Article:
5. Lack of Emergency Rental Assistance Program. The COVID-19 rental assistance program has been shut down in Harford County for quite some time, and yes, there are still households financially impacted by COVID-19, but there is no program in Harford County to assist. The Department of Housing and Community Services in Bel Air had this program but there were issues with funding to continue this.

6. Bigger commitment from housing communities to accept grant assistance…the barrier is that housing providers request applicants to make two to three times the rent, which is absurd because I know working professionals in the county who cannot afford a large percentage of rentals in Harford County. So imagine the challenges faced by clients for whom we are advocating! Some housing providers will not accept grant assistance which is a source of income discrimination according to the Fair Housing Act.

Harford County definitely needs additional emergency shelters, mainly for single adults, but the county…could use additional bed capacity for families with children too. The demand of [families] experiencing housing insecurities is far outweighing the supply of emergency shelters and permanent housing options in Harford County.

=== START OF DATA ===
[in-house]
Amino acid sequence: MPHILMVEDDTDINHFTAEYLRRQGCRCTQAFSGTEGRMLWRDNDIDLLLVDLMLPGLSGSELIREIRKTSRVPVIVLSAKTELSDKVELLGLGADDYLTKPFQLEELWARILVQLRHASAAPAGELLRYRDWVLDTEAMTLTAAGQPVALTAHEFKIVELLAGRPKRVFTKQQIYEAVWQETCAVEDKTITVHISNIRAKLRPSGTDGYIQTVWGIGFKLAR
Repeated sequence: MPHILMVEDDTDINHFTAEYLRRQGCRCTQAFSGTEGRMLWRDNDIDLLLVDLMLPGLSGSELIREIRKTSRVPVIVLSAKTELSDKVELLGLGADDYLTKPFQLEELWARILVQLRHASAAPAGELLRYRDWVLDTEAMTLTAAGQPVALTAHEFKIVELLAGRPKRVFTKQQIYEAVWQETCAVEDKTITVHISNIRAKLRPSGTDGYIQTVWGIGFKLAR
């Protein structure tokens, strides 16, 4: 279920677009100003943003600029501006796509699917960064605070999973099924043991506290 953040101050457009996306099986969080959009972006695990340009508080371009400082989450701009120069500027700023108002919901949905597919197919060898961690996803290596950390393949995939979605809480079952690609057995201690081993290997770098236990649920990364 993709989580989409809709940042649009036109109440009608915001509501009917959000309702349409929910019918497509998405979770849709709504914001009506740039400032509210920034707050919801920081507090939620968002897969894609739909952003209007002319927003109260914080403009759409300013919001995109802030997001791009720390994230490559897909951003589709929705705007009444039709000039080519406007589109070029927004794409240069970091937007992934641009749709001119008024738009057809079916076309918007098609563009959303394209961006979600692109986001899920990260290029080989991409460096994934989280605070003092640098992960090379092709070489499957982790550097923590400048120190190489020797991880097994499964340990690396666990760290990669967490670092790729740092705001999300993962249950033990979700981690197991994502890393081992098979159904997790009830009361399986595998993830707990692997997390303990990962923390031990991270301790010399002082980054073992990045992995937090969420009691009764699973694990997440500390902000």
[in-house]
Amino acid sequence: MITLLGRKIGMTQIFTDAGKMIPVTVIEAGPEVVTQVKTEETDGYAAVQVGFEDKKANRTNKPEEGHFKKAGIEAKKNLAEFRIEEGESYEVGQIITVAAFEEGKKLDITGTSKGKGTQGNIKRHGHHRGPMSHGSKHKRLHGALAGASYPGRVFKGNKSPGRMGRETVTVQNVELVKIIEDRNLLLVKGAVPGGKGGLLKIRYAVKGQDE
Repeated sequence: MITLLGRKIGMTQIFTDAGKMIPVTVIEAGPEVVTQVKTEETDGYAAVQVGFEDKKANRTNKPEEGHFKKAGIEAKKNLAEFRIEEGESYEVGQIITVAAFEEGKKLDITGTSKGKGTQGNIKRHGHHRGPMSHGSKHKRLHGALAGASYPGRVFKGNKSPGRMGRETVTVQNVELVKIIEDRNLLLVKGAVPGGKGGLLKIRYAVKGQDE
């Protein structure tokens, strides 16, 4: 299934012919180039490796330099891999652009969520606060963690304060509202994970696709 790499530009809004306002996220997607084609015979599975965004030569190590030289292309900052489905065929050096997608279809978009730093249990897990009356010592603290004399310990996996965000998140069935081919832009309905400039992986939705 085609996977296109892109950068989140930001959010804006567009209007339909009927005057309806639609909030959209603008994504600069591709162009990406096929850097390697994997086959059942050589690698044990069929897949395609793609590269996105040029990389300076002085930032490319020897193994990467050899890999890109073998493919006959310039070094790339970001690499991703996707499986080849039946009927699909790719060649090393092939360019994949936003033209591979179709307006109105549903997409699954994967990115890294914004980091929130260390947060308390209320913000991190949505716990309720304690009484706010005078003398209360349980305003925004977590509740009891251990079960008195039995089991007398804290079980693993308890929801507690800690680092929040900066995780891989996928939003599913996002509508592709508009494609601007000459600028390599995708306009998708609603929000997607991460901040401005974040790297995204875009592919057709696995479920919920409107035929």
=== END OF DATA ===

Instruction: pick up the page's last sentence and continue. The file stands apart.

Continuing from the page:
Do you feel that support for those in need has gotten better over the last few years? I personally feel as though the level of assistance has remained the same. There are providers in the community that are known to assist households in this circumstance, [but] there is no additional assistance in the community to help us address this long list of names. HCAA routinely advocates to local government officials to express what is needed and what is not working, but that conversation has been labored and gone on for years. I began working at HCAA in 2017, and this was a community concern prior to [when I came] to HCAA so why are we still “just talking” about this? Where is the action? I often feel like a burden or simply unheard by most people that I speak with because I am saying the same things for years. But [there is] also the same lack of willingness to do something about this problem so I feel like a tire in the mud. Now that HCAA is under the Balance of State with Maryland DHCD, this level of advocacy has reached the state as well. I personally sit on the Interagency Council of Homelessness and have advocated for community needs of Harford County to this collective body as well.